Emissions Scenarios

The climate projections provided through Climate Futures are based on climate model simulations following a set of emissions scenarios that are consistent with certain socio-economic assumptions of how the future may evolve. For the latest set of climate models, as used in the IPCC’s Fifth Assessment Report (the CMIP5 set of models), the emissions scenarios are called Representative Concentration Pathways (RCPs). For the previous set of models, as used in the IPCC’s Fourth Assessment Report (the CMIP3 set of models), three of the scenarios described in the IPCC’s Special Report on Emissions Scenarios (SRES) were used.

Representative Concentration Pathways (RCPs)

Four RCPs have been defined and these are labelled according to the radiative forcing (W/m2) associated with that particular pathway by the end of the 21st century:

  • RCP8.5 a high emission scenario
  • RCP4.5 and 6.0 intermediate emission scenarios
  • RCP2.6 low emission scenario.
The high emission scenario, RCP8.5, represents a future with little curbing of emissions, and these have consequently not stabilized by 2100 with resultant forcing close to that of SRES A1F. The higher of the two intermediate emission scenarios represent emissions lower than those of RCP8.5, due to implementation of some mitigation strategies, with stabilization reached shortly after 2100. Whilst RCP4.5 describes somewhat higher emissions than RCP6.0 until the mid century, it peaks earlier and reaches stabilization towards the end of the century at lower levels than RCP6.0. The low emission scenario describes emissions that peak early in the century (around 2020) and then rapidly decline, implying a future with very ambitious and sustained emission reductions. For further details on all RCPs we refer to Section 3.2 in the Technical Report. In Climate Futures, only the CMIP5 models can provide data using the RCPs. Emissions Scenarios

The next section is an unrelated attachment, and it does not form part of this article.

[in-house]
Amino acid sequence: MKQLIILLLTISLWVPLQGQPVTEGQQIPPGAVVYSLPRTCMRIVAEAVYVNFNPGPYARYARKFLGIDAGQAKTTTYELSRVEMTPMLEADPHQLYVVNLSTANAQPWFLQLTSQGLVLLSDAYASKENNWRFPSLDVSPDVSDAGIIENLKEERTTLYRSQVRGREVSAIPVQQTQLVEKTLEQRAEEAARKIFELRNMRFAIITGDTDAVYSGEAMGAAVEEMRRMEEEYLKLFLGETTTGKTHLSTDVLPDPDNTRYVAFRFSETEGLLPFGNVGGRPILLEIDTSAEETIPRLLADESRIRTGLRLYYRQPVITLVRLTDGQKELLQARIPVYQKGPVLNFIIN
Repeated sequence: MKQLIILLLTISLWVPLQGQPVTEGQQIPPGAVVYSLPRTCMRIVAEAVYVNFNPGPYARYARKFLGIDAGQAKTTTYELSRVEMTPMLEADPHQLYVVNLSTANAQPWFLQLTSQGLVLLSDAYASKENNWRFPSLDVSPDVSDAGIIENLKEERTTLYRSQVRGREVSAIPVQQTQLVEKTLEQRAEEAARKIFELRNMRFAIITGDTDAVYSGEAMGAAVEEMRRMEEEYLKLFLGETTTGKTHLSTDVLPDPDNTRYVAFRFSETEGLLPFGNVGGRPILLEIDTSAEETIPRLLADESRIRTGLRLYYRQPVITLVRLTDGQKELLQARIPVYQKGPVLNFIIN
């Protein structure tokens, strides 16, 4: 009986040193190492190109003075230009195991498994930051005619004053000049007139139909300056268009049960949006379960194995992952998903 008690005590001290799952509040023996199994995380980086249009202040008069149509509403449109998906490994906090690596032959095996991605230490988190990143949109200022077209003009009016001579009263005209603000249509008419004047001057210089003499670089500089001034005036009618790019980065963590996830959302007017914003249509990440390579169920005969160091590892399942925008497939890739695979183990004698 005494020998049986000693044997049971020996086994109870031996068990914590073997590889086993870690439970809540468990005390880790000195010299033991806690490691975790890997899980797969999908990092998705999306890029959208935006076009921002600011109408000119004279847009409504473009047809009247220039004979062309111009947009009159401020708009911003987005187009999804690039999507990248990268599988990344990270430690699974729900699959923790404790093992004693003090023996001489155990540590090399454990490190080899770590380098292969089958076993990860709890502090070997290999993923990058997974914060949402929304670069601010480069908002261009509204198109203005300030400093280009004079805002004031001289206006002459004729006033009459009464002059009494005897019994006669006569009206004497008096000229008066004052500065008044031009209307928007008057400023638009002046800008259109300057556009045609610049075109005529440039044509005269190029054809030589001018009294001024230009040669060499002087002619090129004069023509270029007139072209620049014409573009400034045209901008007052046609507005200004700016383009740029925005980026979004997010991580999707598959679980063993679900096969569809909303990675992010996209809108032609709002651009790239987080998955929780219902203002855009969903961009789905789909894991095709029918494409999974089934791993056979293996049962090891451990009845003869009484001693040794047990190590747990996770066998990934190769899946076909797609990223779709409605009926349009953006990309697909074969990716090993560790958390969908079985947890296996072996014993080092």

Comparison of carbon dioxide (CO2) concentrations (ppm) for the old (SRES) scenarios B1, A1B, A2 and A1FI, and the new scenarios RCP2.6, RCP4.5, RCP6 and RCP8.5 (Collier et al., 2011). The A1FI SRES scenario is not available in Climate Futures

Source and further information: RCP Database

Time Periods

Changes are calculated from the 20 year base period 1981-2000 with eight future time periods available: 2030, 2040, 2050, 2055, 2060, 2070, 2080, and 2090.

Scenarios from the Special Report on Emissions Scenarios (SRES)

The Special Report described around 40 different scenarios of greenhouse gas emissions. For the CMIP3 experiments, most modelling groups used just three of these: B1, A1B and A2.


The B1 scenario describes a convergent world with the same low population growth as in the A1 storyline, but with rapid changes in economic structures toward a service and information economy, with reductions in material intensity, and the introduction of clean and resource-efficient technologies. The emphasis is on global solutions to economic, social, and environmental sustainability, including improved equity, but without additional climate initiatives.


The A1B scenario describes a future world of very rapid economic growth, low population growth, and the rapid introduction of new and more efficient technologies, with a balanced emphasis on all energy sources. Major underlying themes are convergence among regions, capacity building, and increased cultural and social interactions, with a substantial reduction in regional differences in per capita income.


The A2 scenario describes a very heterogeneous world. The underlying theme is self-reliance and preservation of local identities. Fertility patterns across regions converge very slowly, which results in high population growth. Economic development is primarily regionally oriented and per capita economic growth and technological change are more fragmented and slower than in other storylines.

Emissions Scenarios

Figure: Emissions Scenarios, Low (B1) with CO2 concentrations of 540 ppm at 2100, Medium (A1B) with CO2 concentrations of 703 ppm at 2100 and High (A2) with CO2 concentrations of 836 ppm at 2100

For further information refer to IPCC Special Report on Emissions Scenarios

Time Periods

Changes are calculated from the 20 year base period 1981-2000 with three future time periods available: 2030, 2055 and 2090.